If you like puzzles and logic games, you'll love Go. Its origins are subject to myth and debate but it seems certain to have been played for three or four thousand years.
The game took root in the Far East where there are millions of players in countries such as China, Japan, Korea and Taiwan.
Go is the Japanese name and the game is also known as Igo there. In Korea it is Baduk and in China, Weichi (also spelt Weiqui, approximate pronunication 'way chee').
Go's fortunes in the Far East have waxed and waned down the centuries. Currently it is enjoying a surge in popularity as this BBC reporter discovered.
The game's spread in the West has been slower. Many countries have thriving Go populations but not with the numbers or cultural prominence seen in the Far East.
Can computers play Go?
For a long time, the best Go playing programs were about the same strength as a weak to middling club player. This was not through lack of effort. The game is so big that a strong program stood to make a fortune. Decades were spent trying but the difficulty of Go programming meant progress was slow and disappointing.
Recent developments in hardware and artificial intelligence have radically changed this. Programs that run on your own device or playable online have become very challenging.
We highly recommend AlphaGo, a 90-minute documentary covering the historic breakthrough event in this field. Its insights into development of a Go playing machine with superhuman strength, glimpses of Go in the Far East and the genuine drama of the central human-machine showdown make it a great watch even if you never pick up a Go stone.
How is Go played?
The full-size board is normally made from wood and ruled with grid of 19 x 19 lines. Games may be played on smaller boards such as 13 x 13 or 9 x 9.
The pieces are known as stones. One player has a supply of white stones while the other has the black stones. Stones are commonly made from glass, plastic or a stone-like substance called yunzi. The very best are made from slate and shell (Japanese style) or high-grade yunzi (Chinese).
The board is empty at the start of a game. Players take it in turns to place a stone on an intersection.
Once on the board, stones do not move.
The object is to lay claim to territory by surrounding it with walls. Vacant intersections inside your walls each count as a point. At the end of the game, the player with the most points wins.
Above, on a 9 x 9 board, Black has surrounded eight points on the upper left and three on the lower right, making 11 in total. White has eight on the upper right and three on the lower left, making 11. If there are no prisoners, this is a draw (uncommon in Go).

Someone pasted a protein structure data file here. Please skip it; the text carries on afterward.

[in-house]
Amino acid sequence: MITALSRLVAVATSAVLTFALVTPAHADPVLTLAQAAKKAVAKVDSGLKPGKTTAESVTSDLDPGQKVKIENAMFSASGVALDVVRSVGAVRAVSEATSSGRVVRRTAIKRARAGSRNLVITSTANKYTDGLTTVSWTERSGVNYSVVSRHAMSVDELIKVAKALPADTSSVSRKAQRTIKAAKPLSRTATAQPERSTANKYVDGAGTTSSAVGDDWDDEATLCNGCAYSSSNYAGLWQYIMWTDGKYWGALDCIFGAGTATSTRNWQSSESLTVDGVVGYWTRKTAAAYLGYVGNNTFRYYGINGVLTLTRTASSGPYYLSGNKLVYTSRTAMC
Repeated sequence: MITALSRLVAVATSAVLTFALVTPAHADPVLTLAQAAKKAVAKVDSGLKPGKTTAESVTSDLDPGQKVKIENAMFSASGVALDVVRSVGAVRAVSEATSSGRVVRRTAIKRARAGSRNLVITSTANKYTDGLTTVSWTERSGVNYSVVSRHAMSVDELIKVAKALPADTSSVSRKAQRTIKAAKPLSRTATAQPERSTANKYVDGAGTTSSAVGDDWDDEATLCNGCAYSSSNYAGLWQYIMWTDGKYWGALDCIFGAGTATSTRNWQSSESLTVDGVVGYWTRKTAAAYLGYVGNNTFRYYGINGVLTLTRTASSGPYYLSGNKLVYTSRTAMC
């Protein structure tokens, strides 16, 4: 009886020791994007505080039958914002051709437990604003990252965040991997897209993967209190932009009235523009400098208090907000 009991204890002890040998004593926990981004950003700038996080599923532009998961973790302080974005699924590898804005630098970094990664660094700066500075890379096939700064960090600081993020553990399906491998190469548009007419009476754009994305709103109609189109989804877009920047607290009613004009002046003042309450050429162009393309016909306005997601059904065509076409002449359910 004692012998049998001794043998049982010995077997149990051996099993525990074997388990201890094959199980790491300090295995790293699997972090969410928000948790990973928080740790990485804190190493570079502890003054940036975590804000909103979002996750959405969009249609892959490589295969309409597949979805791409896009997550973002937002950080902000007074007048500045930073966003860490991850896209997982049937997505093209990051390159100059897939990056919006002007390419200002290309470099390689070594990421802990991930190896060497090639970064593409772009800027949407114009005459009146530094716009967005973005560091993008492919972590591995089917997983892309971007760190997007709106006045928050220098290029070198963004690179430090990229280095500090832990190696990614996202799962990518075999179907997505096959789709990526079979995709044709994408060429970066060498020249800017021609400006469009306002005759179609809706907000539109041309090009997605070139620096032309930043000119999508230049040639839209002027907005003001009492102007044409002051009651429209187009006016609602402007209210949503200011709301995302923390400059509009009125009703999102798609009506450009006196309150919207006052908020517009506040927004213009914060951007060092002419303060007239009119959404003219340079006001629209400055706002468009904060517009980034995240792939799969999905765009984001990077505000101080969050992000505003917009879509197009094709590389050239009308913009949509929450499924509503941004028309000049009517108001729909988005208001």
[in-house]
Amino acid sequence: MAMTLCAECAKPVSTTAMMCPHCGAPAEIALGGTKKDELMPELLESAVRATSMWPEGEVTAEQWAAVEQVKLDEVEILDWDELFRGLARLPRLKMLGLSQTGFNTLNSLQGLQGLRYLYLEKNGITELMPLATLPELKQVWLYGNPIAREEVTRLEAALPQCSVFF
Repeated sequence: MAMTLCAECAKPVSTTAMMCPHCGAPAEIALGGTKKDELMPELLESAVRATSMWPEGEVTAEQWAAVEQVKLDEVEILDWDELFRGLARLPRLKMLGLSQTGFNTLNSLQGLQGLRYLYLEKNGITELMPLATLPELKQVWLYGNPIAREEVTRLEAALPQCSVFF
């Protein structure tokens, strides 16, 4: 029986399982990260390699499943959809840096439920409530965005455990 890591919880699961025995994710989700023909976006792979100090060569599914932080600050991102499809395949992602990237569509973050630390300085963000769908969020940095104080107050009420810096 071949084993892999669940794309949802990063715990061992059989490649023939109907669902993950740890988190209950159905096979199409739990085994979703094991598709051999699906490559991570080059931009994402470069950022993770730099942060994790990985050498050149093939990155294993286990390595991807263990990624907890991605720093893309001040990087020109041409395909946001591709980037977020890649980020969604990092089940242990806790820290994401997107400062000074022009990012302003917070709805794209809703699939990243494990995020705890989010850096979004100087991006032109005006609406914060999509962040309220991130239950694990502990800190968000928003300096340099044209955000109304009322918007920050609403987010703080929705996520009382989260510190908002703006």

Simply constructing walls could be very dull. What brings Go to life is the ability to surround and capture your opponent's stones. Each prisoner adds a point to your score.
The tension between capturing stones and building territory produces an exciting game of subtlety and skill at least equal to Chess. In fact, many Go players do or have pursued Chess seriously.
What you cannot appreciate without playing is that games have motion and flow. Pieces do not move but accumulate into groups and clusters that grow and spread like plants. They can be nurtured into becoming important strategic assets, neglected or mis-handled to become liabilities or unproductive passengers. And fortunes change as the game progresses. Good can turn bad and vice-versa, while an also-ran may suddenly find itself positioned to save the day.
Is Go for you?
Go has its rockstar geniuses, child prodigies and meteoric talents. However, popularity spanning thousands of years and a huge grass-roots following in the Far East show that it is a fine game for the rest of us too.
You do not have to be 'clever' to enjoy Go. Neither do you need to be strong to play at a club. Most clubs welcome raw beginners and an efficient handicapping system enables players of different abilities to play with an equal chance of winning.
Although the mechanics of Go dictate that one player usually wins while the other loses and it is nice to win and to see your grade improve, you can have an interesting and satisfying game but finish with the smaller score.
Looking for satisfaction through creative and interesting play is often more rewarding than judging success solely on whether you grabbed the most points. This touches on another aspect of Go. Each game is a miniature world in which principles and philosophy of play mirror life itself.